We’ve enjoyed foie gras-laced burgers at Daniel Boulud’s db Brasserie in Vegas, but simplicity is surely the best way to highlight a hamburger’s high-quality ingredients. Eddie Lakin of Edzo’s has been kicking it old school since 2010, and though we’re almost abashed to ladle another plaudit upon him, his hamburger leverages house-ground beef (locally sourced, grass-fed, hormone-free, of course) to strike a satisfying balance between fine-dining finesse and drive-thru minimalism. If this powerfully primal sandwich is not fancy enough for you, upgrade with an order of truffle fries.

2218 N. Lincoln, 773.697.9909 and 1571 Sherman, Evanston, 847.864.3396,

Audience Choice: Au Cheval, 800 W. Randolph, 312.929.4580,

Best of Chicago 2014

Best candidate for mayor, whether declared or not

Audience Choice, City Life No Comments »

Jerry Springer

Long-battling talk-show host Jerry Springer, the longtime-if-no-longer Chicago job-creator for all the years of his confrontational bark-show, a lover of civic combat and of Chicago itself, might never have become so well known if, while a Cincinnati city councilman in 1974, he hadn’t paid for personal services with a personal check. The seventy-year-old Democrat has attained a certain gravitas over time, exploiting while not truly condescending to his subjects. (He was also reelected and later mayor of that river city.) Sounds like mayor material to us, and imagine the press conferences! Imagine the personal appearances! We can. Chicago, Chicago! That tabloid town! C’mon back from Connecticut, Jerry, we need you!

Audience Choice: Toni Preckwinkle

Best of Chicago 2014

Best new book by a Chicago author in the last year or so

Audience Choice, Culture & Nightlife No Comments »

“Paper Lantern: Love Stories,” Stuart Dybek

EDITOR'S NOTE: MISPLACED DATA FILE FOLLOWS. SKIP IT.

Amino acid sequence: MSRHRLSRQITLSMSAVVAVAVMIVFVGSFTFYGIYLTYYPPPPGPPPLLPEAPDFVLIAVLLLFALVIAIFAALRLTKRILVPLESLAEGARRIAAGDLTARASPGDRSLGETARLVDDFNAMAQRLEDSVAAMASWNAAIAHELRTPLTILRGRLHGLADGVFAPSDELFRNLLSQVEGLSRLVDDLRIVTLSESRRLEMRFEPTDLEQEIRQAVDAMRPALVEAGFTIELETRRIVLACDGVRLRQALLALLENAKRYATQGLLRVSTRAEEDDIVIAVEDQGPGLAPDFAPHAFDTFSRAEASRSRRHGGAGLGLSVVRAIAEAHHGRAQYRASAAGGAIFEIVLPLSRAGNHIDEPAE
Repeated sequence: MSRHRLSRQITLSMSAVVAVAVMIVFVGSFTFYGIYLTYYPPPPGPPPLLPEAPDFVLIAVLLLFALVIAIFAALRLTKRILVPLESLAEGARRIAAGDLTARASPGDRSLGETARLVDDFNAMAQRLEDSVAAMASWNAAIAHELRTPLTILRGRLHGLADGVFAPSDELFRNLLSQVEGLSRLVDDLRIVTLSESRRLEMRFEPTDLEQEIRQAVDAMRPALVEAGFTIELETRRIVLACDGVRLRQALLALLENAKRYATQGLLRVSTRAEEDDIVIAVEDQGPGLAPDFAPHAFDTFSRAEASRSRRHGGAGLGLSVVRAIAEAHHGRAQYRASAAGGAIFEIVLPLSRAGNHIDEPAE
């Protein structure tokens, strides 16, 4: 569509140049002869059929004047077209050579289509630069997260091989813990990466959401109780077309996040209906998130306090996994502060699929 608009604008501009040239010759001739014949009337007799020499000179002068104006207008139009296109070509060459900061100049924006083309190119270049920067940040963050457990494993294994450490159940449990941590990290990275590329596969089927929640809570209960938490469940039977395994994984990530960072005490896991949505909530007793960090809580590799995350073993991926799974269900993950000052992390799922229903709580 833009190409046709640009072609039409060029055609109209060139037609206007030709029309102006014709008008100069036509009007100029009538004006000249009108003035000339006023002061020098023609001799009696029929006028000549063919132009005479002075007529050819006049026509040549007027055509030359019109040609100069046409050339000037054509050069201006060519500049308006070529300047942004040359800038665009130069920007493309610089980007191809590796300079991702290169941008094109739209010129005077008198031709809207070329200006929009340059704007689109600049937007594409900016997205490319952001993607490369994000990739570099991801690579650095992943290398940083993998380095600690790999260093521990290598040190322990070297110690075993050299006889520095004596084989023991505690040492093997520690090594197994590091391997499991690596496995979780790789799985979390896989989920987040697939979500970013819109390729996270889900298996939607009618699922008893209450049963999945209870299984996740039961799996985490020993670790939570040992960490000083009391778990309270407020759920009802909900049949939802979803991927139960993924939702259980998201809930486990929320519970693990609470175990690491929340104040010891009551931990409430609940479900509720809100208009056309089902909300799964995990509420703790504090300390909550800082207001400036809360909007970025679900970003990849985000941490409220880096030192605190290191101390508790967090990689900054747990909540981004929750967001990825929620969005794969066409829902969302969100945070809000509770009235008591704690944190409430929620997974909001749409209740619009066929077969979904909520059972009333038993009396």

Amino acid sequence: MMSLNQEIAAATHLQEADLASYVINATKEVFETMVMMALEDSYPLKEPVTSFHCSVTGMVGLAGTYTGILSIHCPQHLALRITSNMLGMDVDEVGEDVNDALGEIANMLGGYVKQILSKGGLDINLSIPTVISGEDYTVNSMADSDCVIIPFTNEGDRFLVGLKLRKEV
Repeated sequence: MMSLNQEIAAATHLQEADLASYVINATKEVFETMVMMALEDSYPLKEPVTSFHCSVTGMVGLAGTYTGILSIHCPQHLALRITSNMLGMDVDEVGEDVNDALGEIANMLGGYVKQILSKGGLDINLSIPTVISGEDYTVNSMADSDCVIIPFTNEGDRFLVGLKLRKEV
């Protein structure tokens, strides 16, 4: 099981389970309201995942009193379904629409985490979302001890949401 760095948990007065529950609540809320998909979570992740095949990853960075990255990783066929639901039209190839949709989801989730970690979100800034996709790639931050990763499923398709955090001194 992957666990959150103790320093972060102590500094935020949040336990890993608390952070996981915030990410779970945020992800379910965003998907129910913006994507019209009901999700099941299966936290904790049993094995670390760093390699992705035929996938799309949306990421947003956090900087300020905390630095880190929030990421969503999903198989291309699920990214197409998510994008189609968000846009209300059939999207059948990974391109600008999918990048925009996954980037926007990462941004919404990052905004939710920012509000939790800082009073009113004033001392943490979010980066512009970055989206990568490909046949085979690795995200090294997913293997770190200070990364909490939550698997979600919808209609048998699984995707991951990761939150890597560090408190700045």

It was a great year for Chicago writing, with notable new books from Cristina Henriquez, Rick Perlstein, Rebecca Makkai and many many others. Unfortunately for them (at least in terms of this particular conversation), it was also one of those rare years in which Stuart Dybek published a book. (Two books, actually, as he simultaneously came out with another collection of stories, “Ecstatic Cahoots,” thereby increasing his published books of fiction by two-thirds in a single year of a seventy-plus-year lifetime.) Dybek has become the dean of Chicago authors, a writer’s writer, who’s as well liked in person as he is loved on the page. And loved he is: you cannot find a writer who won’t bring up his name in admiration when Chicago’s literary existence is invoked. Speaking of love, “Paper Lantern” is a collection of love stories, in which Dybek seizes back the greatest concern in the history of mankind from the bodice rippers too often married in the mind with romance. Of course, Dybek’s stories don’t necessarily conjure up romance, either, nor certainly happy endings. In Dybek’s world, in fact, the perishability of love, and life itself, means almost certainly unhappy endings. Dybek’s stories here are compelling meanderings, in a way he masters like no other as he gracefully shifts and pivots narrative around in such a manner that his reader ends up in a destination seemingly unimaginable at the outset of the voyage. And yet, deeply satisfied by the journey.

Audience Choice: Where To? Dmitry Samarov

Best of Chicago 2014

Best antique shop or market

Audience Choice, Goods & Services No Comments »

Lincoln Antique Mall